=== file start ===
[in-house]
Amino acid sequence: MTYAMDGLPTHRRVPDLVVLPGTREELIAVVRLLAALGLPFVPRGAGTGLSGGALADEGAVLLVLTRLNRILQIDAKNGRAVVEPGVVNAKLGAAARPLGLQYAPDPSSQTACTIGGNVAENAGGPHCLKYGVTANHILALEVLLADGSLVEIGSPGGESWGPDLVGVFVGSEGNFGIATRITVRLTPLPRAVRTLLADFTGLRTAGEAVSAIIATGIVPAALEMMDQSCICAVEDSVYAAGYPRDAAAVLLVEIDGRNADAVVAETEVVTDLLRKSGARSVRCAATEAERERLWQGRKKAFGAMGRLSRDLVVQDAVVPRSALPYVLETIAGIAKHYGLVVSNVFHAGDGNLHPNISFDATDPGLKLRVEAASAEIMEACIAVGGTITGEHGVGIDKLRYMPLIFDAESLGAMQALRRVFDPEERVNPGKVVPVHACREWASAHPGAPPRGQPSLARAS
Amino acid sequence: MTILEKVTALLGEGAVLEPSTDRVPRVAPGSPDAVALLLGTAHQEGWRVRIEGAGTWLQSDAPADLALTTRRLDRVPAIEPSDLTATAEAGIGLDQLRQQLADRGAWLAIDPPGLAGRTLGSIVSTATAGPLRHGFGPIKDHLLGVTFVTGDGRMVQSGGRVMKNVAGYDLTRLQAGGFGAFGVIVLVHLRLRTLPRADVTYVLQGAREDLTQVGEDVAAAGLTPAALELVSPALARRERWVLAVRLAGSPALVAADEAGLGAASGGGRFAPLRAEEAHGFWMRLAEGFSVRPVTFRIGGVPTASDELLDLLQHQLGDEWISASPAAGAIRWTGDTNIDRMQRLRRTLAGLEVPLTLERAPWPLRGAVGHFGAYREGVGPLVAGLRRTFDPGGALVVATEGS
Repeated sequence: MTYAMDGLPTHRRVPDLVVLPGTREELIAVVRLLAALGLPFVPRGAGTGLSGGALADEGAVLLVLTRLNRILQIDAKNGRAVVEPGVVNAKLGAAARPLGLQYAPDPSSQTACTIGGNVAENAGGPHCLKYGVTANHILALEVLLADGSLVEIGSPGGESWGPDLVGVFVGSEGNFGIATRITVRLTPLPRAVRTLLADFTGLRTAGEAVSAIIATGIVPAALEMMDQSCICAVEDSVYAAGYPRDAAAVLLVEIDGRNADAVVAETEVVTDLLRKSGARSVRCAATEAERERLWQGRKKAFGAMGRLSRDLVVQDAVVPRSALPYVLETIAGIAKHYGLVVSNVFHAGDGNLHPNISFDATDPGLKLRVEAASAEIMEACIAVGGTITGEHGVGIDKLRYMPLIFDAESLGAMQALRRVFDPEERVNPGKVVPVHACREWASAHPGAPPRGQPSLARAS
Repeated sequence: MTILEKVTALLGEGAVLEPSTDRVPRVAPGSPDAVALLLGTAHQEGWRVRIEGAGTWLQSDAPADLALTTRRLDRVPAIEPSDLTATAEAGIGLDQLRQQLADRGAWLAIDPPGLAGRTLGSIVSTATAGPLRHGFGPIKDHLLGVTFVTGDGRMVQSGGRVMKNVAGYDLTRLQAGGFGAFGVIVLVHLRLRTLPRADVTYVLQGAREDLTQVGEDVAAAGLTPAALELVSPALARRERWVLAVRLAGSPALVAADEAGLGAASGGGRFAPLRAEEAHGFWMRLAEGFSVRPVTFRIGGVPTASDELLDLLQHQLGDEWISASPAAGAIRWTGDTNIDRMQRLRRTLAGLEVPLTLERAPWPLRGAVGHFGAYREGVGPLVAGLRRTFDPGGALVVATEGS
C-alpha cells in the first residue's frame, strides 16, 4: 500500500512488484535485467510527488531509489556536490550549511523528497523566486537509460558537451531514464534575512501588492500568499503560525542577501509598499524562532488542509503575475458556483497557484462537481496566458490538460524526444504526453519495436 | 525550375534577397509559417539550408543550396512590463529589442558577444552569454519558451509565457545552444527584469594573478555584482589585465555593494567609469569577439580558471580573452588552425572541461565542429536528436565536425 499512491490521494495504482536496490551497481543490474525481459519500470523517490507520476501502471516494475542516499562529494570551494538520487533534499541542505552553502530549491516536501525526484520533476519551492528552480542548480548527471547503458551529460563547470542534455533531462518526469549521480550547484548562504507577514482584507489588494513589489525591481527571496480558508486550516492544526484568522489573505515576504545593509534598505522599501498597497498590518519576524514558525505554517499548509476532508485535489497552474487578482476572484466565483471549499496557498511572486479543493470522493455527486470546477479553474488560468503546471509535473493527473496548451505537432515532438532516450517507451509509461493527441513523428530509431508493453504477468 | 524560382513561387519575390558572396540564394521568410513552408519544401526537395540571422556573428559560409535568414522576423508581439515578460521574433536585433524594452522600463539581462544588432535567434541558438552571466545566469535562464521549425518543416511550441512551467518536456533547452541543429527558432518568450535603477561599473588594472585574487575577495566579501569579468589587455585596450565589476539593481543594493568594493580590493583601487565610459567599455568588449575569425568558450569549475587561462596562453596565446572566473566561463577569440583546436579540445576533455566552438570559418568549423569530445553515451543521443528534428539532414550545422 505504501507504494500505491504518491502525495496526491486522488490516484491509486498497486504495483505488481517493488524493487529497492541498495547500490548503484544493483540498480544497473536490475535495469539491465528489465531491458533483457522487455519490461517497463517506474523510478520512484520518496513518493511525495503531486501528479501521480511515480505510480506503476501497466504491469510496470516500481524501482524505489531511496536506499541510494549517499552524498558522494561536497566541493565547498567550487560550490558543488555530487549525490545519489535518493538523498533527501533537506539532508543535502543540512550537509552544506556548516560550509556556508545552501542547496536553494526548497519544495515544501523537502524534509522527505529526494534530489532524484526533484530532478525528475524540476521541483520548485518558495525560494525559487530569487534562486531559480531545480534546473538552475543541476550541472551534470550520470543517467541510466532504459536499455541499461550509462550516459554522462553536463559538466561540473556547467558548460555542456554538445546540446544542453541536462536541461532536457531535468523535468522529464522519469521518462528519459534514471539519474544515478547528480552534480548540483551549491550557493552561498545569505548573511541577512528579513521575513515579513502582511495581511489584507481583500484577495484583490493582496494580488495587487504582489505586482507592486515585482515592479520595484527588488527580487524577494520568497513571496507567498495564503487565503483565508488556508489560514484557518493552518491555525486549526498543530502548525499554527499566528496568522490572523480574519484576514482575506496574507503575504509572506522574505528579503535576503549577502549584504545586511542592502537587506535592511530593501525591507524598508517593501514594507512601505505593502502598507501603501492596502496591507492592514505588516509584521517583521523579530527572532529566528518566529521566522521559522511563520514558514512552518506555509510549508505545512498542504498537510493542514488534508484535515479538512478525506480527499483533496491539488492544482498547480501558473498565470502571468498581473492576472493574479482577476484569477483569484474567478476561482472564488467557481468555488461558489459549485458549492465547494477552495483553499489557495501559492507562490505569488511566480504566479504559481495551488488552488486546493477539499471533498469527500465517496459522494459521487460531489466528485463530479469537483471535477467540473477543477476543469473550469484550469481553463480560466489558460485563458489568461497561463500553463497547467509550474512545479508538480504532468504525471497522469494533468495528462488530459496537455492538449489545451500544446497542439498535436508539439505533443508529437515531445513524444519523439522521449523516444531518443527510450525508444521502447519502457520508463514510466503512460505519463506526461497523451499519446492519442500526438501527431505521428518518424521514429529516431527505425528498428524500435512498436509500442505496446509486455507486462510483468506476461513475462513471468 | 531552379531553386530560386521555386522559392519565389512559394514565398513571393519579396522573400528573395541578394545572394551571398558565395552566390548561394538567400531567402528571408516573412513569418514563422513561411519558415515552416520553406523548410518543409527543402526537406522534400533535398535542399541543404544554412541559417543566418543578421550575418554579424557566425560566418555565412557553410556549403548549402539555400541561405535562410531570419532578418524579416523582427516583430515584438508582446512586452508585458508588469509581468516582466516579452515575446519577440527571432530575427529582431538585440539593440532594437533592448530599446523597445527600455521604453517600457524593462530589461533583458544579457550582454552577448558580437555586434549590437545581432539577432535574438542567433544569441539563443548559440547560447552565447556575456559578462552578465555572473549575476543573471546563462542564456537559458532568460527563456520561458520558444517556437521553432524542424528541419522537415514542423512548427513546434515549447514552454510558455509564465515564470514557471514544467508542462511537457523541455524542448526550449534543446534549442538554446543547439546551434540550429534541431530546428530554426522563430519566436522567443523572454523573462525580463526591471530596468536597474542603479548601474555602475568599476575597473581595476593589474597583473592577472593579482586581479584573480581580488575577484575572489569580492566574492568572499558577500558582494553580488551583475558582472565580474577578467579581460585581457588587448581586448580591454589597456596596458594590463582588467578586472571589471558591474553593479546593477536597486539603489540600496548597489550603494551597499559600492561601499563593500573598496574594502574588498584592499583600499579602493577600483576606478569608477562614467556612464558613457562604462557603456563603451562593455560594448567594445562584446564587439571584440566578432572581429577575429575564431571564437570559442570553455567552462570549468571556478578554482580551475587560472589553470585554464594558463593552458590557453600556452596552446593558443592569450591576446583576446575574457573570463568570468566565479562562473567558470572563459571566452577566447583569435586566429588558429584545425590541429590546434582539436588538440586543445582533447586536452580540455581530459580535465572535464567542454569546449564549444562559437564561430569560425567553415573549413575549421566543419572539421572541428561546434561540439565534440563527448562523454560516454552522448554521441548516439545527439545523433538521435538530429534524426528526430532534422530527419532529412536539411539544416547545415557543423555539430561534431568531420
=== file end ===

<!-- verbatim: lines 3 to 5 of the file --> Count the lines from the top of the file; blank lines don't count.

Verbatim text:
Amino acid sequence: MTILEKVTALLGEGAVLEPSTDRVPRVAPGSPDAVALLLGTAHQEGWRVRIEGAGTWLQSDAPADLALTTRRLDRVPAIEPSDLTATAEAGIGLDQLRQQLADRGAWLAIDPPGLAGRTLGSIVSTATAGPLRHGFGPIKDHLLGVTFVTGDGRMVQSGGRVMKNVAGYDLTRLQAGGFGAFGVIVLVHLRLRTLPRADVTYVLQGAREDLTQVGEDVAAAGLTPAALELVSPALARRERWVLAVRLAGSPALVAADEAGLGAASGGGRFAPLRAEEAHGFWMRLAEGFSVRPVTFRIGGVPTASDELLDLLQHQLGDEWISASPAAGAIRWTGDTNIDRMQRLRRTLAGLEVPLTLERAPWPLRGAVGHFGAYREGVGPLVAGLRRTFDPGGALVVATEGS
Repeated sequence: MTYAMDGLPTHRRVPDLVVLPGTREELIAVVRLLAALGLPFVPRGAGTGLSGGALADEGAVLLVLTRLNRILQIDAKNGRAVVEPGVVNAKLGAAARPLGLQYAPDPSSQTACTIGGNVAENAGGPHCLKYGVTANHILALEVLLADGSLVEIGSPGGESWGPDLVGVFVGSEGNFGIATRITVRLTPLPRAVRTLLADFTGLRTAGEAVSAIIATGIVPAALEMMDQSCICAVEDSVYAAGYPRDAAAVLLVEIDGRNADAVVAETEVVTDLLRKSGARSVRCAATEAERERLWQGRKKAFGAMGRLSRDLVVQDAVVPRSALPYVLETIAGIAKHYGLVVSNVFHAGDGNLHPNISFDATDPGLKLRVEAASAEIMEACIAVGGTITGEHGVGIDKLRYMPLIFDAESLGAMQALRRVFDPEERVNPGKVVPVHACREWASAHPGAPPRGQPSLARAS
Repeated sequence: MTILEKVTALLGEGAVLEPSTDRVPRVAPGSPDAVALLLGTAHQEGWRVRIEGAGTWLQSDAPADLALTTRRLDRVPAIEPSDLTATAEAGIGLDQLRQQLADRGAWLAIDPPGLAGRTLGSIVSTATAGPLRHGFGPIKDHLLGVTFVTGDGRMVQSGGRVMKNVAGYDLTRLQAGGFGAFGVIVLVHLRLRTLPRADVTYVLQGAREDLTQVGEDVAAAGLTPAALELVSPALARRERWVLAVRLAGSPALVAADEAGLGAASGGGRFAPLRAEEAHGFWMRLAEGFSVRPVTFRIGGVPTASDELLDLLQHQLGDEWISASPAAGAIRWTGDTNIDRMQRLRRTLAGLEVPLTLERAPWPLRGAVGHFGAYREGVGPLVAGLRRTFDPGGALVVATEGS